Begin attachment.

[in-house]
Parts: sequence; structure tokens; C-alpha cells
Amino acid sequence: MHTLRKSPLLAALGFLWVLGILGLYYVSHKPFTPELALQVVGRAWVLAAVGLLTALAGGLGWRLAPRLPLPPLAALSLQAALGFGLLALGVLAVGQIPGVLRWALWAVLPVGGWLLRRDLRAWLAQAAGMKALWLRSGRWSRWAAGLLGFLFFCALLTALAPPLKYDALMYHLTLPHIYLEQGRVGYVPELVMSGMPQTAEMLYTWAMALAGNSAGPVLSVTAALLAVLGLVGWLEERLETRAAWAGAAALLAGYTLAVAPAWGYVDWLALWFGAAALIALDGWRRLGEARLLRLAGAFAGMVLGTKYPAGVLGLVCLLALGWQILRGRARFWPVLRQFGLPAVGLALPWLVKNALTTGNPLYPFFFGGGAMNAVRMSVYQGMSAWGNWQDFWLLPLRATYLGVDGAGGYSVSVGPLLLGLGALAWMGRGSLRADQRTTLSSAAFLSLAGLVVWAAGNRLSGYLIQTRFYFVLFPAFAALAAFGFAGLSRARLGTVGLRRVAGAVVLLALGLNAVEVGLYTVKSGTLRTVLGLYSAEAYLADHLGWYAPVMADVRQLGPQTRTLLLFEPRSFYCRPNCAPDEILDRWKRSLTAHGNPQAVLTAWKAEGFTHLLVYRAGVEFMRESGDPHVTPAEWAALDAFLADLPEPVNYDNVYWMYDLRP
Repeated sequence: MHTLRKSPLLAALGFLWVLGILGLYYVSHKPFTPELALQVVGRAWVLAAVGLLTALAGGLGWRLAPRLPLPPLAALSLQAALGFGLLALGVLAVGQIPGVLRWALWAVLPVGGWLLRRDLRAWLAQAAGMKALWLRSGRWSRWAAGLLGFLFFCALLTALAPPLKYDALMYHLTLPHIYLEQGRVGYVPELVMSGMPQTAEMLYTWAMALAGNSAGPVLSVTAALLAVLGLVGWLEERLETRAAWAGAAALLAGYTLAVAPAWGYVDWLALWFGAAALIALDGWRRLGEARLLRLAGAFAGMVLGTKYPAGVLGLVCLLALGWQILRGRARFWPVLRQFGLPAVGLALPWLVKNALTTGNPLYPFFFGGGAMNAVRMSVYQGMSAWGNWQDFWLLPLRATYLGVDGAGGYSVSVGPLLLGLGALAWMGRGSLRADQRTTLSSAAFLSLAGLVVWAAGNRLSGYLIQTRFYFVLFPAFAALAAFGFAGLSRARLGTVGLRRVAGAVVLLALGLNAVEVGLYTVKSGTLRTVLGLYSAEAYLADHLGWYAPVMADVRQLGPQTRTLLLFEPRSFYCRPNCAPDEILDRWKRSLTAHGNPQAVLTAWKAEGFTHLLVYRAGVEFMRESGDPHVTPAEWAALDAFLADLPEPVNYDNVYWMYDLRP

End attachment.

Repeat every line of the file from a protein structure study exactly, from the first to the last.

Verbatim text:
[in-house]
Parts: sequence; structure tokens; C-alpha cells
Amino acid sequence: MHTLRKSPLLAALGFLWVLGILGLYYVSHKPFTPELALQVVGRAWVLAAVGLLTALAGGLGWRLAPRLPLPPLAALSLQAALGFGLLALGVLAVGQIPGVLRWALWAVLPVGGWLLRRDLRAWLAQAAGMKALWLRSGRWSRWAAGLLGFLFFCALLTALAPPLKYDALMYHLTLPHIYLEQGRVGYVPELVMSGMPQTAEMLYTWAMALAGNSAGPVLSVTAALLAVLGLVGWLEERLETRAAWAGAAALLAGYTLAVAPAWGYVDWLALWFGAAALIALDGWRRLGEARLLRLAGAFAGMVLGTKYPAGVLGLVCLLALGWQILRGRARFWPVLRQFGLPAVGLALPWLVKNALTTGNPLYPFFFGGGAMNAVRMSVYQGMSAWGNWQDFWLLPLRATYLGVDGAGGYSVSVGPLLLGLGALAWMGRGSLRADQRTTLSSAAFLSLAGLVVWAAGNRLSGYLIQTRFYFVLFPAFAALAAFGFAGLSRARLGTVGLRRVAGAVVLLALGLNAVEVGLYTVKSGTLRTVLGLYSAEAYLADHLGWYAPVMADVRQLGPQTRTLLLFEPRSFYCRPNCAPDEILDRWKRSLTAHGNPQAVLTAWKAEGFTHLLVYRAGVEFMRESGDPHVTPAEWAALDAFLADLPEPVNYDNVYWMYDLRP
Repeated sequence: MHTLRKSPLLAALGFLWVLGILGLYYVSHKPFTPELALQVVGRAWVLAAVGLLTALAGGLGWRLAPRLPLPPLAALSLQAALGFGLLALGVLAVGQIPGVLRWALWAVLPVGGWLLRRDLRAWLAQAAGMKALWLRSGRWSRWAAGLLGFLFFCALLTALAPPLKYDALMYHLTLPHIYLEQGRVGYVPELVMSGMPQTAEMLYTWAMALAGNSAGPVLSVTAALLAVLGLVGWLEERLETRAAWAGAAALLAGYTLAVAPAWGYVDWLALWFGAAALIALDGWRRLGEARLLRLAGAFAGMVLGTKYPAGVLGLVCLLALGWQILRGRARFWPVLRQFGLPAVGLALPWLVKNALTTGNPLYPFFFGGGAMNAVRMSVYQGMSAWGNWQDFWLLPLRATYLGVDGAGGYSVSVGPLLLGLGALAWMGRGSLRADQRTTLSSAAFLSLAGLVVWAAGNRLSGYLIQTRFYFVLFPAFAALAAFGFAGLSRARLGTVGLRRVAGAVVLLALGLNAVEVGLYTVKSGTLRTVLGLYSAEAYLADHLGWYAPVMADVRQLGPQTRTLLLFEPRSFYCRPNCAPDEILDRWKRSLTAHGNPQAVLTAWKAEGFTHLLVYRAGVEFMRESGDPHVTPAEWAALDAFLADLPEPVNYDNVYWMYDLRP